Guess The Addiction

Review the comments from these individuals and see if you can determine their addiction [or near addiction]:

  • I get anxious if I don't have it
  • I feel like I'm missing something if I can't do it
  • My mood changes for the worse if I don't do it on a consistent basis
  • I could never go more than an hour or so without it

Smoking? Caffeine? No. Texting. When I saw the interview on TV I wanted to be shocked and surprised, but it really affirmed much of what I see every day. To be honest, the interview involved teens, but we see much of the same behavior showing up in adults (and what will it be like in 5 years as these teens enter the workplace?)

As I interact with many people these days, I AM surprised to find that they will literally hold their phone in their hand or put it on the table between us so they are ready to text or e mail someone the second they get a message. Conversations with such individuals are disjointed, shallow and lack real value. It screams to me, "The person who is absent right now is more important than you." Unless they have a family emergency or major life event about to occur, their abuse of technology highlights their lack of discipline-a major contributor to any kind of addictive behavior.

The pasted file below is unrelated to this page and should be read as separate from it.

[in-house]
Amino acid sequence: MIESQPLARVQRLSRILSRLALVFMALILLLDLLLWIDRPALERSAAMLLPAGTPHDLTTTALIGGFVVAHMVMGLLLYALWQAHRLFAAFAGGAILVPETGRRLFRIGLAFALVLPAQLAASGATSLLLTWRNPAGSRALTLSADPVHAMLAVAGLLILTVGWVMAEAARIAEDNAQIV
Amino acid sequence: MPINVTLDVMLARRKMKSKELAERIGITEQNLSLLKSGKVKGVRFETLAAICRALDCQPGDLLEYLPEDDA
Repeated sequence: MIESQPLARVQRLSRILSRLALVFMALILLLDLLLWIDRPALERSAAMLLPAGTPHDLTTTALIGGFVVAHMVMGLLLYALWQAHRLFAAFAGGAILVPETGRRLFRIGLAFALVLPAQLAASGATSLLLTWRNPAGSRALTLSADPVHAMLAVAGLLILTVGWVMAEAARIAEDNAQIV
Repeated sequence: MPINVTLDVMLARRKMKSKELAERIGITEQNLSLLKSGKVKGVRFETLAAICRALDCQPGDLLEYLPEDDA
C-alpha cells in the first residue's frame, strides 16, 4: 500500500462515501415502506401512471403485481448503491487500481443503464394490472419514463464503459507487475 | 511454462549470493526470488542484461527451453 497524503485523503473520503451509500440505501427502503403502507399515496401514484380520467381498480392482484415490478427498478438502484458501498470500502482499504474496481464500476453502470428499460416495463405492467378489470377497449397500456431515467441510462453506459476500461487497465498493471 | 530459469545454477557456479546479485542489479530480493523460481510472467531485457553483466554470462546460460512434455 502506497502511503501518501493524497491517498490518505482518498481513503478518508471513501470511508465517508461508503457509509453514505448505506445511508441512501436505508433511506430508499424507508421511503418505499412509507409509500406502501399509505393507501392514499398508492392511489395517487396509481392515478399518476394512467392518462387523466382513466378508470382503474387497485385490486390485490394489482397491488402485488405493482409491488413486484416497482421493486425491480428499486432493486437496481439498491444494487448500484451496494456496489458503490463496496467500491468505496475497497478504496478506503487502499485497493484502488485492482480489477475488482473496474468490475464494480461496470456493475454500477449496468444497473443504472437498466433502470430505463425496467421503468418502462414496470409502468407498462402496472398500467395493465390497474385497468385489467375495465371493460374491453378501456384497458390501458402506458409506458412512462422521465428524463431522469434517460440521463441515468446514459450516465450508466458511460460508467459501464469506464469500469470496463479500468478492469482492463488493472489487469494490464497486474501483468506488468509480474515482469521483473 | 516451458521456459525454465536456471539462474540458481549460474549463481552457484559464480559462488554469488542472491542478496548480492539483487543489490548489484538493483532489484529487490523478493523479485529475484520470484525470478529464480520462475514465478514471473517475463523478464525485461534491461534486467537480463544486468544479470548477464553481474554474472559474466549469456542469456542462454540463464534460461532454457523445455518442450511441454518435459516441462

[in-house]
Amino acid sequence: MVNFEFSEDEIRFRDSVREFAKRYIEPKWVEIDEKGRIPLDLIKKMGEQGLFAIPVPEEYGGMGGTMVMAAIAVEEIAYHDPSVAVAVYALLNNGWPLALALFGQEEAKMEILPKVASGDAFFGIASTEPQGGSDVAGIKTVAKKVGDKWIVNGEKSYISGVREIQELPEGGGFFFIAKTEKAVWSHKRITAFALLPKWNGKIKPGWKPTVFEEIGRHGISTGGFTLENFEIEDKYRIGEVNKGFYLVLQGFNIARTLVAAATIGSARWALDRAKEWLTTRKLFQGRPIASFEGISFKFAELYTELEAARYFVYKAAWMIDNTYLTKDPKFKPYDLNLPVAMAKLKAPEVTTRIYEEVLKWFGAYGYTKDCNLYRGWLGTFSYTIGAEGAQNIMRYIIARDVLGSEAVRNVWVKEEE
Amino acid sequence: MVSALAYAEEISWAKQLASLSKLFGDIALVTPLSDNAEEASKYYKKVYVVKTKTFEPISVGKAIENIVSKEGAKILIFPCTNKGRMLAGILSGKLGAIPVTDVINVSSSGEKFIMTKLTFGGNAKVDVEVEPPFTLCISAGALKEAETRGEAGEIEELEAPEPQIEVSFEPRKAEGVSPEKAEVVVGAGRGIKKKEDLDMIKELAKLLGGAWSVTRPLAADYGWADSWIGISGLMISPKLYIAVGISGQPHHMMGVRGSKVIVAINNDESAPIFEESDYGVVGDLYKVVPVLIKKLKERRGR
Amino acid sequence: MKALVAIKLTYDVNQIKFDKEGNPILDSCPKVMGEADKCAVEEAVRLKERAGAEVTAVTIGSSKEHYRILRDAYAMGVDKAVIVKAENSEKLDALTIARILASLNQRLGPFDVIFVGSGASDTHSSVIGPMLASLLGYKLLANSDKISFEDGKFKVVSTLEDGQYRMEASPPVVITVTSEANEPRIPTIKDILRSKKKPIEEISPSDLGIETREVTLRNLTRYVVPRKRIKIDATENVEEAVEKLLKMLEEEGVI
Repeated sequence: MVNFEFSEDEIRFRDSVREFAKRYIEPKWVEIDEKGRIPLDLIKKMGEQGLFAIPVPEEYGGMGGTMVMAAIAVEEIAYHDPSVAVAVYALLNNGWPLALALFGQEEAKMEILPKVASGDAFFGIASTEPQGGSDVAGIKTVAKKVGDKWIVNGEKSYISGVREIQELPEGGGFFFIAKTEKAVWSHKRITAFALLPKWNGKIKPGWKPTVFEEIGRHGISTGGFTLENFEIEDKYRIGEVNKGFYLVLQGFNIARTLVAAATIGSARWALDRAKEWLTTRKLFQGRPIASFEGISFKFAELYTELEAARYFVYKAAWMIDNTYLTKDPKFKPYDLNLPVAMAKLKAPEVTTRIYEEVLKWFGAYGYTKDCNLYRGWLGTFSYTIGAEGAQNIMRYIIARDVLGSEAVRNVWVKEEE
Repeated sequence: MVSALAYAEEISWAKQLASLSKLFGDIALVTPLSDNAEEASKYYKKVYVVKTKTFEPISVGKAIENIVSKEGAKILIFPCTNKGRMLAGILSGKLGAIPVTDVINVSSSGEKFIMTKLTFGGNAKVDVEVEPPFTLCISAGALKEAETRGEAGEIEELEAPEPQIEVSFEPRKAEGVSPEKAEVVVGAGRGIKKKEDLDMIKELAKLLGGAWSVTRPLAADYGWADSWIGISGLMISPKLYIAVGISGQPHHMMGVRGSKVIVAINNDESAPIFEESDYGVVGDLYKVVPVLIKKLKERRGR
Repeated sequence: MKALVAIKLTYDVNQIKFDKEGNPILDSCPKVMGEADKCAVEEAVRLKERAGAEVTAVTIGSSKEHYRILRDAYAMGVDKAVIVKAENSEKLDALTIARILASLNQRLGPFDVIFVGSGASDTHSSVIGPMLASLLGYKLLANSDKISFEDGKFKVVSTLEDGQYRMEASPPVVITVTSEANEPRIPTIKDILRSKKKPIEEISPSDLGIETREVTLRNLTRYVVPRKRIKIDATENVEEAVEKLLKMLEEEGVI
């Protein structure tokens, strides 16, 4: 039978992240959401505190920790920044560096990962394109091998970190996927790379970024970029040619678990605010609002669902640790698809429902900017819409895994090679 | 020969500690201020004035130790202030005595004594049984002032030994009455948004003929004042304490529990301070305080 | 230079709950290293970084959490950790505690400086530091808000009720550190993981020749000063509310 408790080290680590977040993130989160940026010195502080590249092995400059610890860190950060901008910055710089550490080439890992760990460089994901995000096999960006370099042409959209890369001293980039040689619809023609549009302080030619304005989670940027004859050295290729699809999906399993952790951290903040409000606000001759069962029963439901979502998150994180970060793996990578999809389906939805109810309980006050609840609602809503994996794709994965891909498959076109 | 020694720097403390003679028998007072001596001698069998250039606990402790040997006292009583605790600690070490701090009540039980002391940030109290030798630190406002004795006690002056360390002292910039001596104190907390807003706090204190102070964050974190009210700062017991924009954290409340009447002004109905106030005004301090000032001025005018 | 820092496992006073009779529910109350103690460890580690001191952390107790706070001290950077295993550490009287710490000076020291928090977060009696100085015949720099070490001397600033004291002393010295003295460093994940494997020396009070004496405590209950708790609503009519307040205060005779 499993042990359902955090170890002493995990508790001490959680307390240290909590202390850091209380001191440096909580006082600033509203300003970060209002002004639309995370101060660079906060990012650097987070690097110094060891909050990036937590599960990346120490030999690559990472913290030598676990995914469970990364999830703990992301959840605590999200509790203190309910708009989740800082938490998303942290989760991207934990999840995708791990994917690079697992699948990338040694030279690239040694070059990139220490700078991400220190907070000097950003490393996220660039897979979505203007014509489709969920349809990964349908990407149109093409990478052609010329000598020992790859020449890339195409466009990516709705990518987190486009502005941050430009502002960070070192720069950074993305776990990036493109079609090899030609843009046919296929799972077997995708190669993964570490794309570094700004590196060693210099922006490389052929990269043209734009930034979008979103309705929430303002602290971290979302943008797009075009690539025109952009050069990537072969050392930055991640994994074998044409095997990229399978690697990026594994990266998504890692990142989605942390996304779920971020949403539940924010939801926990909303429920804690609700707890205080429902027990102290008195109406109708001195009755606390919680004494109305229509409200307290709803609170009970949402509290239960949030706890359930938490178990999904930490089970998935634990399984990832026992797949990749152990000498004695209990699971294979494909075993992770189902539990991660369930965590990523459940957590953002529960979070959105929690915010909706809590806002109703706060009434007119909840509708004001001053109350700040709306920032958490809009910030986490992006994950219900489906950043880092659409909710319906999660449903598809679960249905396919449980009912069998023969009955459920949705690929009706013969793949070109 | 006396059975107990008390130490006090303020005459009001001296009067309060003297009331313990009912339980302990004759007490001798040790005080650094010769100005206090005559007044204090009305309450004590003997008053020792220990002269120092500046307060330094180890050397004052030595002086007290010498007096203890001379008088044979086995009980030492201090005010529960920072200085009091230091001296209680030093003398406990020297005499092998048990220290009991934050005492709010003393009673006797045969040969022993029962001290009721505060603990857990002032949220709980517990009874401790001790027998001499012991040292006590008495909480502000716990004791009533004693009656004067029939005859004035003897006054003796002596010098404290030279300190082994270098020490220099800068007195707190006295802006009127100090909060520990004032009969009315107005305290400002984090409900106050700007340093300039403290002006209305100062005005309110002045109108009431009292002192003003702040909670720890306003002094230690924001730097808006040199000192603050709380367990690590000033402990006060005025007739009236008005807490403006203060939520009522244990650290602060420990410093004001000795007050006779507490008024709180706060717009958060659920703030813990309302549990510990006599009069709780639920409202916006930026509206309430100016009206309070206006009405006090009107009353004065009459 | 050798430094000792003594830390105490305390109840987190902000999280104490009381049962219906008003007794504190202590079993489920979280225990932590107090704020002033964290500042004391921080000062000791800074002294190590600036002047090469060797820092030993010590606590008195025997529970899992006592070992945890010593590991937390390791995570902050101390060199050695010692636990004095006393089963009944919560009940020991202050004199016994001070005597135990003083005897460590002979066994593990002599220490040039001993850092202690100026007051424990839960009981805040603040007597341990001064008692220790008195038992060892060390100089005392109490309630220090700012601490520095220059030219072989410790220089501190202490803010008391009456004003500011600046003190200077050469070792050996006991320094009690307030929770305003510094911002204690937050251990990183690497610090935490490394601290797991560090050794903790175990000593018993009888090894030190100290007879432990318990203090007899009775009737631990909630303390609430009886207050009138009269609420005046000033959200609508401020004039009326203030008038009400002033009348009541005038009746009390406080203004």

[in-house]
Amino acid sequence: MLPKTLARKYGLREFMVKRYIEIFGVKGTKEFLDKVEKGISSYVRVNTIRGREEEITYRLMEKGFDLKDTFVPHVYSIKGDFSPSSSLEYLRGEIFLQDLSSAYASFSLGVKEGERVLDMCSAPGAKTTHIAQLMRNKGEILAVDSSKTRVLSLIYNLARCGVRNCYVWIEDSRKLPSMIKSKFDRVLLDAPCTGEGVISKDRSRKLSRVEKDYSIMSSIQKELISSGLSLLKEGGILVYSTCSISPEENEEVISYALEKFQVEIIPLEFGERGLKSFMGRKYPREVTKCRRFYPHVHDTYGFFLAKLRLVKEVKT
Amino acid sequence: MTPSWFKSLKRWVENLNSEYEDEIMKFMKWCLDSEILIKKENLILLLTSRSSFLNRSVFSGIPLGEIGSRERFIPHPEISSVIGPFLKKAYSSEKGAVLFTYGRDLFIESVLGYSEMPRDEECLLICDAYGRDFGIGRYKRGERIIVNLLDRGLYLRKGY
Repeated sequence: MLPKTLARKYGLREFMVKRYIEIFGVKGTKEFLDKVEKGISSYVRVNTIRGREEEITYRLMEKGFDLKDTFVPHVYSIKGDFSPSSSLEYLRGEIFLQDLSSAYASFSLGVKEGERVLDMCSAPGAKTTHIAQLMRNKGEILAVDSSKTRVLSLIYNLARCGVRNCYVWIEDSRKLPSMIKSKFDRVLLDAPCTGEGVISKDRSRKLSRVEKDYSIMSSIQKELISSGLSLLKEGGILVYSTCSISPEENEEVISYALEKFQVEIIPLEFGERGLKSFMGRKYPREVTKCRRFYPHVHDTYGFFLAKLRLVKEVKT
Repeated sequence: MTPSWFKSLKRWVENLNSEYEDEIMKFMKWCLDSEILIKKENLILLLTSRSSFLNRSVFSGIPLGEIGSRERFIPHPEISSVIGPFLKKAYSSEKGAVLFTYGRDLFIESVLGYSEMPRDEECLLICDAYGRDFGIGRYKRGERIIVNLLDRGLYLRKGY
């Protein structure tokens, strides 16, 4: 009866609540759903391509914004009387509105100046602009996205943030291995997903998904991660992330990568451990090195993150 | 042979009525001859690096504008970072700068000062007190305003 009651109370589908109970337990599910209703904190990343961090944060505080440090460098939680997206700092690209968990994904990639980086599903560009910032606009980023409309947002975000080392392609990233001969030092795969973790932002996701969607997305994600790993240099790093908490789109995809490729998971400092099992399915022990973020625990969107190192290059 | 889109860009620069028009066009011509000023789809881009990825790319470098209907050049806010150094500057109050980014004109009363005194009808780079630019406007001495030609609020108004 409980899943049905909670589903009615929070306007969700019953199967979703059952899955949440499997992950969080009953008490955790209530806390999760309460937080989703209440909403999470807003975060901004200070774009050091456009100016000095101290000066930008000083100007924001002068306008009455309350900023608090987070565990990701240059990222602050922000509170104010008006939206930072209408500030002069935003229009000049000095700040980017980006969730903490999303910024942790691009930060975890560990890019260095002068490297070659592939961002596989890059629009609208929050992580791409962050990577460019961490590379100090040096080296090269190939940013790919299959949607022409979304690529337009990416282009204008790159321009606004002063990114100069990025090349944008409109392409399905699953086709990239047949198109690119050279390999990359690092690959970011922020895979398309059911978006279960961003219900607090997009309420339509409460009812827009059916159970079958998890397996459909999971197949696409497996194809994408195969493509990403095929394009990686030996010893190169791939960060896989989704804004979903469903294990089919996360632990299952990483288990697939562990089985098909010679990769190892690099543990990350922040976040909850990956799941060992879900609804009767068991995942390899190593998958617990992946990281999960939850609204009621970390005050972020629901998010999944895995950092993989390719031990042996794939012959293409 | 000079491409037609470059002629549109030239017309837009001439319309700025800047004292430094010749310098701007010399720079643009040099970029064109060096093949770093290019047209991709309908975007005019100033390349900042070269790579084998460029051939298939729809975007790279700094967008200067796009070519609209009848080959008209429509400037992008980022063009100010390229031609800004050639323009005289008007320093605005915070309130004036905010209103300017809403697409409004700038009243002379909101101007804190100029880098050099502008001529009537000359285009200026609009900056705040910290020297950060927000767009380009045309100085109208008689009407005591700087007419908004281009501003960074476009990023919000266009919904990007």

The upside of this new addiction in our society is that it creates an even easier way for individuals to make a lasting positive impact on others. Turning the phone off or even leaving it in a car, bag or purse while talking with someone says to that other person, "You have value to me. I want to really listen to what you have to say. You are important." Those conversations have a much better chance of becoming rich, productive exchanges that bring about results.

Those are timeless values and benefits that will serve us much better in getting along with others at work and in our families than our ability to send a text message to someone anytime we want-just because we can. lol

Jones LoflinComment